Post-op ~ Day six


Monday 18th November

Today’s the day ~ Discharge-Day!!

Up bright and early for a wash and to drain the drain, (a total of 115mls in the last twenty four hours).

I see one of the consultants who operated on me. All looks well, if a little swollen and numb. He removes the top, waterproof dressing, swiftly and without fuss ~ ooooh! Underneath there is a long line of steri-strips, but no blood, redness or bruising, just tightness and a real sensation of pulling. A little uncomfortable, but understandable.

I now have to wait to be shown how to change the plastic drain bag, to record the amounts, and then to be given my party bag of drugs and the signed discharge letter. Yay, the seventh day of hospitalization, and it should soon come to an end.

Have just been visited by the Macmillan nurse, talking about recovery, relaxing, swellings, expectations, and what happens next. I will need to wait at least a week to have the results from what was removed. Originally, during the Sentinel Lymph Node Biopsy, three nodes were identified, and two removed. The nurse told me that both had melanoma in them ~ one, quite a lot. Hoping and praying the rest that have been cut away are clear. If not, I have the option of the double blind trial, or radiotherapy. But she told me not to dwell on the “What ifs” too much, but to wait until I see my consultant in a week’s time. Think positive. Never, ever give up.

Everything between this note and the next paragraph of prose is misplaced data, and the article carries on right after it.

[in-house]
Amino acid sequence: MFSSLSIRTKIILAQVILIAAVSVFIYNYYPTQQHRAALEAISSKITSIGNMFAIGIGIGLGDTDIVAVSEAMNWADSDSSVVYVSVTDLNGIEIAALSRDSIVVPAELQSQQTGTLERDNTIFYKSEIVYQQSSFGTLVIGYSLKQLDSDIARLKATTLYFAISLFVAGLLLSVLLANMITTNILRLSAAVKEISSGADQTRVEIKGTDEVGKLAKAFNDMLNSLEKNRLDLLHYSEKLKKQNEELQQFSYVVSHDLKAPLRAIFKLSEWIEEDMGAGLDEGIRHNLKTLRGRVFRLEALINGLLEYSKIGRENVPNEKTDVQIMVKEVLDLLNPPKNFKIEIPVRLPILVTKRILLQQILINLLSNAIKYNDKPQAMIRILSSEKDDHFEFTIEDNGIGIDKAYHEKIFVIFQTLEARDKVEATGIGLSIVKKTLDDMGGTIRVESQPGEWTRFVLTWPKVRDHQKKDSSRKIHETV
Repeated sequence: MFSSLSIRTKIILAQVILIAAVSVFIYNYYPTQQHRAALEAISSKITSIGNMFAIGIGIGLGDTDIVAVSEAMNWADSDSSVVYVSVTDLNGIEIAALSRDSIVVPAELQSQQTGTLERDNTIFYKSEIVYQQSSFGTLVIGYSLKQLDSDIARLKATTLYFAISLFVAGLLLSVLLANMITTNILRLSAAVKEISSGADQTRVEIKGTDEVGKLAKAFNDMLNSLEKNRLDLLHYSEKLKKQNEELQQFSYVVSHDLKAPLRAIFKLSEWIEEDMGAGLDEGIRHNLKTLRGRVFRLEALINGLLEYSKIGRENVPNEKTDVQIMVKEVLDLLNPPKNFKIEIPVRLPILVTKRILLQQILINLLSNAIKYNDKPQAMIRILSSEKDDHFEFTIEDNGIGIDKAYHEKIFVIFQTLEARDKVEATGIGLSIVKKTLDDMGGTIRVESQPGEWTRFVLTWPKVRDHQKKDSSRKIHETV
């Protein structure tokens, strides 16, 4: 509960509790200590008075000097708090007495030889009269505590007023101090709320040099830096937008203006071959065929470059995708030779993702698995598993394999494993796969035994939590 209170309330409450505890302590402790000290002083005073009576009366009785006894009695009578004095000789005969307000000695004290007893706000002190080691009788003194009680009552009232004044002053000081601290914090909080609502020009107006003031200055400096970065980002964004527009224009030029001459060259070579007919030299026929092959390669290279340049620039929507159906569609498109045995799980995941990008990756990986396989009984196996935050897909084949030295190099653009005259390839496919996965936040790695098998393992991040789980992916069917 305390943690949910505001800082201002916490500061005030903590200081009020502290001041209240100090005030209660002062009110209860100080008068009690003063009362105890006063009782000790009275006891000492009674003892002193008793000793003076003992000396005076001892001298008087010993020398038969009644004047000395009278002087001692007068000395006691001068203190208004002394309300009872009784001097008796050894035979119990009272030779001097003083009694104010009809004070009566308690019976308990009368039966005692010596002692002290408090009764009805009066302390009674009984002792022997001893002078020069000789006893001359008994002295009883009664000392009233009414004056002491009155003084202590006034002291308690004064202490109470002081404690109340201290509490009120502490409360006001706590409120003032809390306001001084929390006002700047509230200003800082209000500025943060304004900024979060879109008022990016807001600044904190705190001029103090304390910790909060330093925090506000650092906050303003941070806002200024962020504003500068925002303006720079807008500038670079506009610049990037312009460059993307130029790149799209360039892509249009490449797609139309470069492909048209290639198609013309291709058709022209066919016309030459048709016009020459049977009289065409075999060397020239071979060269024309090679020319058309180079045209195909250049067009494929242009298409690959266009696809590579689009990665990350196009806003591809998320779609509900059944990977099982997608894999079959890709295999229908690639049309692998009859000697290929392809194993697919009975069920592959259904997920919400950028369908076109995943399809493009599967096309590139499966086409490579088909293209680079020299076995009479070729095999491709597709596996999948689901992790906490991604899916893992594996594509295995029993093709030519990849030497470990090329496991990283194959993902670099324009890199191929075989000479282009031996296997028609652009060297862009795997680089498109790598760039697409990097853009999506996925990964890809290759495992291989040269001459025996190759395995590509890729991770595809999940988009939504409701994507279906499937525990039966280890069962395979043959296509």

The dressings nurse has now put a new, white, waterproof covering over the wound. She told me that when the consultant had come along on his rounds, with about six others, male and female, they all visibly cringed and screwed up their faces when he pulled the dressing from my skin. Being in  a rather ‘delicate’ place, it’s not surprising!! I wish I had seen their faces ~ all I remember is holding onto the consultant’s arm, and looking at the top of my leg. Oooh, ouchey ouch.

Slowly but surely all the things I need are gathered together. I receive a large bag of medication, along with the discharge letter signed by the consultant, a few spare ‘drain bags’, and lots of instructions for the next few days.

By two o’clock everything is in place, my husband has arrived, and the nurse finds me a wheelchair in which to escape!!

Just over two hours later I’m in my own bed, sipping a lovely hot cup of tea, and so looking forward to a quiet, dark bedroom tonight. I’m sure I’ll sleep well and easily find the land of Nod.

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